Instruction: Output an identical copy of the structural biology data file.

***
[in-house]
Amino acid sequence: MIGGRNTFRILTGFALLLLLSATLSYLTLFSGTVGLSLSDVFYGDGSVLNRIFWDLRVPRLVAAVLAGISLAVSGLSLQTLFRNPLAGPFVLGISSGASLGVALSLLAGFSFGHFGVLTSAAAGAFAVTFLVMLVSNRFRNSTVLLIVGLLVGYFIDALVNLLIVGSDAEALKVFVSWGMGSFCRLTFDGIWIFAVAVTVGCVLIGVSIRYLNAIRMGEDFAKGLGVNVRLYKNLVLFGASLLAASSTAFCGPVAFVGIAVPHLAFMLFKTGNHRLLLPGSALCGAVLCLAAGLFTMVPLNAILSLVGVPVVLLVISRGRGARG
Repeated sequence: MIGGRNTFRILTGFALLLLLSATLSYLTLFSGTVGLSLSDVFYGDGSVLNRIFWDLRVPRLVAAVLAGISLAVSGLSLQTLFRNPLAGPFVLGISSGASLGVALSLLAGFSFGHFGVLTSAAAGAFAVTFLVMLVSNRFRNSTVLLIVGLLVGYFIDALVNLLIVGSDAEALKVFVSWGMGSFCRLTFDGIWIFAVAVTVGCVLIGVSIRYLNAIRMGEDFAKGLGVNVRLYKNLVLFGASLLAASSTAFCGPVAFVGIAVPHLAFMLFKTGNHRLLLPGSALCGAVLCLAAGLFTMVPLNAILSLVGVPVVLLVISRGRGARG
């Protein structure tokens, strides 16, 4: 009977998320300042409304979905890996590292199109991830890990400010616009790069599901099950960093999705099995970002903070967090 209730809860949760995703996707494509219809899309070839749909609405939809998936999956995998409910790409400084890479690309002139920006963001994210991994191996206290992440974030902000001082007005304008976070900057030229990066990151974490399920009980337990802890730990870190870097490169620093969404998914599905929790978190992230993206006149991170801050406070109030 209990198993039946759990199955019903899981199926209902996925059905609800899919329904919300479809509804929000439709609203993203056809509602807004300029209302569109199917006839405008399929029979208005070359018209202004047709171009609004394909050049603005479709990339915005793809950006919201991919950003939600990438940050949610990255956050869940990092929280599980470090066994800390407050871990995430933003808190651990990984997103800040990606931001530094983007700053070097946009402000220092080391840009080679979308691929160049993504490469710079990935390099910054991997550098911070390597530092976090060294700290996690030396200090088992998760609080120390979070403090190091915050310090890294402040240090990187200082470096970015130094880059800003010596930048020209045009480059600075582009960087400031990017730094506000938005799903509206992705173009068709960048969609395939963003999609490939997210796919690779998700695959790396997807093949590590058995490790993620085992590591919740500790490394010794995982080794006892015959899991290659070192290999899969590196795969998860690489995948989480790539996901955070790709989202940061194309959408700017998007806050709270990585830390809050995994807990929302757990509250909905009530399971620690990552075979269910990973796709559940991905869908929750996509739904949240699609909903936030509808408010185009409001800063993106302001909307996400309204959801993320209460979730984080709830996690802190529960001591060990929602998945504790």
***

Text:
[in-house]
Amino acid sequence: MIGGRNTFRILTGFALLLLLSATLSYLTLFSGTVGLSLSDVFYGDGSVLNRIFWDLRVPRLVAAVLAGISLAVSGLSLQTLFRNPLAGPFVLGISSGASLGVALSLLAGFSFGHFGVLTSAAAGAFAVTFLVMLVSNRFRNSTVLLIVGLLVGYFIDALVNLLIVGSDAEALKVFVSWGMGSFCRLTFDGIWIFAVAVTVGCVLIGVSIRYLNAIRMGEDFAKGLGVNVRLYKNLVLFGASLLAASSTAFCGPVAFVGIAVPHLAFMLFKTGNHRLLLPGSALCGAVLCLAAGLFTMVPLNAILSLVGVPVVLLVISRGRGARG
Repeated sequence: MIGGRNTFRILTGFALLLLLSATLSYLTLFSGTVGLSLSDVFYGDGSVLNRIFWDLRVPRLVAAVLAGISLAVSGLSLQTLFRNPLAGPFVLGISSGASLGVALSLLAGFSFGHFGVLTSAAAGAFAVTFLVMLVSNRFRNSTVLLIVGLLVGYFIDALVNLLIVGSDAEALKVFVSWGMGSFCRLTFDGIWIFAVAVTVGCVLIGVSIRYLNAIRMGEDFAKGLGVNVRLYKNLVLFGASLLAASSTAFCGPVAFVGIAVPHLAFMLFKTGNHRLLLPGSALCGAVLCLAAGLFTMVPLNAILSLVGVPVVLLVISRGRGARG
């Protein structure tokens, strides 16, 4: 009977998320300042409304979905890996590292199109991830890990400010616009790069599901099950960093999705099995970002903070967090 209730809860949760995703996707494509219809899309070839749909609405939809998936999956995998409910790409400084890479690309002139920006963001994210991994191996206290992440974030902000001082007005304008976070900057030229990066990151974490399920009980337990802890730990870190870097490169620093969404998914599905929790978190992230993206006149991170801050406070109030 209990198993039946759990199955019903899981199926209902996925059905609800899919329904919300479809509804929000439709609203993203056809509602807004300029209302569109199917006839405008399929029979208005070359018209202004047709171009609004394909050049603005479709990339915005793809950006919201991919950003939600990438940050949610990255956050869940990092929280599980470090066994800390407050871990995430933003808190651990990984997103800040990606931001530094983007700053070097946009402000220092080391840009080679979308691929160049993504490469710079990935390099910054991997550098911070390597530092976090060294700290996690030396200090088992998760609080120390979070403090190091915050310090890294402040240090990187200082470096970015130094880059800003010596930048020209045009480059600075582009960087400031990017730094506000938005799903509206992705173009068709960048969609395939963003999609490939997210796919690779998700695959790396997807093949590590058995490790993620085992590591919740500790490394010794995982080794006892015959899991290659070192290999899969590196795969998860690489995948989480790539996901955070790709989202940061194309959408700017998007806050709270990585830390809050995994807990929302757990509250909905009530399971620690990552075979269910990973796709559940991905869908929750996509739904949240699609909903936030509808408010185009409001800063993106302001909307996400309204959801993320209460979730984080709830996690802190529960001591060990929602998945504790």